In the Garden
Few, if any, plants can match the exotic look on the flowers blooming now on perennial hibiscus. These flowers are big; ranging anywhere from 7 to 12 inches wide. The blossoms are heavily textured and spectacularly colorful.
In our climate, they usually don’t even begin to flower until August, and each flower lasts only one day, but they’re prolific bloomers and once they start, they usually continue blossoming late into the season.
Perennial hibiscus come in a variety of sizes and can grow anywhere from 3 to 8 feet tall. They die back all the way to the ground in winter, but grow back rapidly once they get started in late spring. These magnificent perennials require a sunny location and very well-drained soil to survive and flower profusely.
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You might wonder why a plant with so much tropical charm is rarely seen in Western Washington gardens. The problem is that unless they are in practically perfectly drained soil, they tend to rot in our wet, cold winters.
Avoid that problem by growing perennial hibiscus in pots. After it has finished blooming, store the pot in a dark location in an unheated garage. Water only enough to keep the soil from turning to dust.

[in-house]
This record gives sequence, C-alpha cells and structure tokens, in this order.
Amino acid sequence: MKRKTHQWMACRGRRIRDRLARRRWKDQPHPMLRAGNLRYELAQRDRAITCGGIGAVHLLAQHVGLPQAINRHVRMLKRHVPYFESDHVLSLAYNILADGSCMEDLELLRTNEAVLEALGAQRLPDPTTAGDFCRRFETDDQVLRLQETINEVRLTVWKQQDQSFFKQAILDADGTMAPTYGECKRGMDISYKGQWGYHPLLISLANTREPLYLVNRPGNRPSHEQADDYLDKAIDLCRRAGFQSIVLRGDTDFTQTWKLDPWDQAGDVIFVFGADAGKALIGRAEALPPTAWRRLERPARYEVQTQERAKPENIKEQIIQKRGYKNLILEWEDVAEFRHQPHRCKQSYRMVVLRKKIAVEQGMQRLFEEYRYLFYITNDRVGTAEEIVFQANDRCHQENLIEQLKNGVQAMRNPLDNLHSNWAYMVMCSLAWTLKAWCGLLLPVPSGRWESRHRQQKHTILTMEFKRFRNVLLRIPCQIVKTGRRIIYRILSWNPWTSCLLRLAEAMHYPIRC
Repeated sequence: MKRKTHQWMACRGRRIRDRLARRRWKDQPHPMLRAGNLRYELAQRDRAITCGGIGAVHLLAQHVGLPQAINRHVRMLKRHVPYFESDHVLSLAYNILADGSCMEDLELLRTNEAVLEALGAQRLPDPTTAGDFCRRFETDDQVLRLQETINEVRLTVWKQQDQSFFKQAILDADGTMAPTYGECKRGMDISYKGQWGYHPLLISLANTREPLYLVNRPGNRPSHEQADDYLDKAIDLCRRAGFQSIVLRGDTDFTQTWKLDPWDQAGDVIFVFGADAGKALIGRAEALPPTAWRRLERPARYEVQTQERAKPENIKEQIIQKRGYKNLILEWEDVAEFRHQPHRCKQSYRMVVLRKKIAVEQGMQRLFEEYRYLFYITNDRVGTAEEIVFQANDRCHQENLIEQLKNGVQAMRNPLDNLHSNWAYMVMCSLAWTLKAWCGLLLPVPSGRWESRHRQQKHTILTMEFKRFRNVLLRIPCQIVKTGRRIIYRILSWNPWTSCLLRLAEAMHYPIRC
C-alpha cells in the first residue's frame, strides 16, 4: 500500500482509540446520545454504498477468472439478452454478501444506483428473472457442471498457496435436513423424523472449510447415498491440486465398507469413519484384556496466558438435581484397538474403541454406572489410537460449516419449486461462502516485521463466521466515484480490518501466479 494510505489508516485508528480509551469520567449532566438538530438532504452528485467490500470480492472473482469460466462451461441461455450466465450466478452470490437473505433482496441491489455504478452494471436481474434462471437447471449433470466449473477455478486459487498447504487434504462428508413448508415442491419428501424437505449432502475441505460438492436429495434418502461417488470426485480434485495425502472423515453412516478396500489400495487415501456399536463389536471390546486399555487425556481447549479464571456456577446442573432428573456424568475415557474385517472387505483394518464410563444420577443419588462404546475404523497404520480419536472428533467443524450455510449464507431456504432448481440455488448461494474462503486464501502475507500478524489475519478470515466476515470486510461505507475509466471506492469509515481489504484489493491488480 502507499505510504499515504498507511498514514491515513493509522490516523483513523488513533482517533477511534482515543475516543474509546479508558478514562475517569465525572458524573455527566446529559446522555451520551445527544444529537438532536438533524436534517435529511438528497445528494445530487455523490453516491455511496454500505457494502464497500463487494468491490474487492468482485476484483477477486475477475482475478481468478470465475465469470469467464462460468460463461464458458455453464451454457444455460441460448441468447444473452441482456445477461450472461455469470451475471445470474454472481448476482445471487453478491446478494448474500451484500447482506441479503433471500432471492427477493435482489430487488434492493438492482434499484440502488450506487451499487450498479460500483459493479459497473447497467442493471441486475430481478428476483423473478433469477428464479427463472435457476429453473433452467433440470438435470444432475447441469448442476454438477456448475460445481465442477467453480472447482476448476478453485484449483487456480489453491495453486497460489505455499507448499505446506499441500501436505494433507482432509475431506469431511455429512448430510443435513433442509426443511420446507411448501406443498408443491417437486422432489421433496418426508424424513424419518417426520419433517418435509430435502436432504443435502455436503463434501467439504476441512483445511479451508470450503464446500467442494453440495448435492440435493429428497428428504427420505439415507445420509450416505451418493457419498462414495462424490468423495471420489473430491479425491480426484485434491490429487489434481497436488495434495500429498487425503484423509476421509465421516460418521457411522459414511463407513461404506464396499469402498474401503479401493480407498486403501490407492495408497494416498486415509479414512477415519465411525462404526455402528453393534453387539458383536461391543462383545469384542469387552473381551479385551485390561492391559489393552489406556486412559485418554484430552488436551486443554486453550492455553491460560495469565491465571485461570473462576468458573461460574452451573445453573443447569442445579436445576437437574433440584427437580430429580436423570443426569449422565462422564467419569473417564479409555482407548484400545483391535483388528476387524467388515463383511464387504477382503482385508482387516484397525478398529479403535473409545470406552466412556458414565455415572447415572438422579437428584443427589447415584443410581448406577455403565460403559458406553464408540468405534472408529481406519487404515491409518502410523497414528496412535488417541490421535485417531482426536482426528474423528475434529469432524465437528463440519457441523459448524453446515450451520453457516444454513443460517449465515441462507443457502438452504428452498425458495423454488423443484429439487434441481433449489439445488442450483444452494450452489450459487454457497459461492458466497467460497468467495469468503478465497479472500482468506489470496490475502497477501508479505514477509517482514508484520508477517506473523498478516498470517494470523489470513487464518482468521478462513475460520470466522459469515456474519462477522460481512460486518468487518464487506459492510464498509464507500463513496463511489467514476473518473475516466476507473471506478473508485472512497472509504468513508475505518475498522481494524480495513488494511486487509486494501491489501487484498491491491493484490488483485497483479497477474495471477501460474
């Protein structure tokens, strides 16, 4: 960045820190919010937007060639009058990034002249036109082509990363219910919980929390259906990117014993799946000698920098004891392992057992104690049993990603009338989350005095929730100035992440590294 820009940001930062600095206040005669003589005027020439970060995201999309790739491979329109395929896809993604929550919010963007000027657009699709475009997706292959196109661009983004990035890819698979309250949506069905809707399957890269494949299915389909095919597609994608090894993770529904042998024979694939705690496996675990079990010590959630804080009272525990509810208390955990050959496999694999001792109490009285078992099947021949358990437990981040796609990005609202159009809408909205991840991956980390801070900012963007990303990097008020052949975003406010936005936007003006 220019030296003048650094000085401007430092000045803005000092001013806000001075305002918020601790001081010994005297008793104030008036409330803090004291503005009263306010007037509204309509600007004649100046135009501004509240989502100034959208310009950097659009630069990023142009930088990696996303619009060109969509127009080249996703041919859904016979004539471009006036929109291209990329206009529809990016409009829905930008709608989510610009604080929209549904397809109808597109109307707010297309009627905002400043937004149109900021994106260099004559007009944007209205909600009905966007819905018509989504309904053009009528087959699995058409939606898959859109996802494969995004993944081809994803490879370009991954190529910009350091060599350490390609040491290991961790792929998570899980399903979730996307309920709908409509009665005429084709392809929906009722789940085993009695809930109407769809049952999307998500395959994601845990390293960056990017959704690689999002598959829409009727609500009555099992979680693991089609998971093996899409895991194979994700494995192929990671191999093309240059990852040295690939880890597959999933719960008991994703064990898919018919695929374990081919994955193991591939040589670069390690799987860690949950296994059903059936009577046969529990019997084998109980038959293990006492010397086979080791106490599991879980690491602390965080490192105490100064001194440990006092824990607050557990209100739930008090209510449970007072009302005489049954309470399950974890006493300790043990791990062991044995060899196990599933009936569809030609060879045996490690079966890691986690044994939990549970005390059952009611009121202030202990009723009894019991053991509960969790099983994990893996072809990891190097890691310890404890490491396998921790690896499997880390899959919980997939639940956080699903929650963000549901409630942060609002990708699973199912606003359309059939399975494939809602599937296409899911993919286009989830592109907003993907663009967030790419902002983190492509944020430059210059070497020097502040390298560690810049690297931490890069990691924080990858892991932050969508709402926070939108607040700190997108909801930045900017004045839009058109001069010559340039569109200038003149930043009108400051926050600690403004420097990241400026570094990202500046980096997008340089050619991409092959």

In spring put the pot out in a sunny location, feed and water regularly, and be patient. It takes awhile for them to get started, but once they do, you’ll see your hibiscus take off, and by August they will once again put on a hula-inspiring display.
One of the best ornamental shrubs for the winter garden has to be Callicarpa bodinieri “Profusion,” commonly known as beautyberry. This attractive arching shrub has something to offer in all seasons. The new growth in spring emerges bronze purple. In summer the leaves turn dark green and serve as a foil for the profuse cover of lavender flowers that appear in August. In fall the leaves turn attractive shades of purple and pink.
There is a reason, however, why the botanical name Callicarpa means “beautiful fruit.” Profuse clusters of intense purple berries form in fall to provide a spectacular display on the bare branches in winter.
Practically indestructible, these shrubs can grow to 12 feet tall and require only full to partial sun and relatively well-drained soil. They bloom and fruit on new growth, so remove wayward branches and prune for shape and size in late winter.
When beautyberry first showed up at nurseries in our area about 20 years ago, one of the selling points was that the birds didn’t eat the berries, so they remained on the shrub practically all winter long. Unfortunately, the birds most likely left them alone because they weren’t familiar with the shrub and therefore didn’t know if the berries were edible.
Evidently, at some point they made an unpopular bird try one to see what would happen because eventually they figured out they not only could eat them but found them to be a gourmet treat.
Beautyberry is well worth planting anyway. You’ll get to enjoy a spectacular ornamental display until the birds devour their much appreciated winter snack about halfway through the season.
Ciscoe Morris: email@example.com “Gardening With Ciscoe” airs at 10 a.m. Saturdays on KING 5.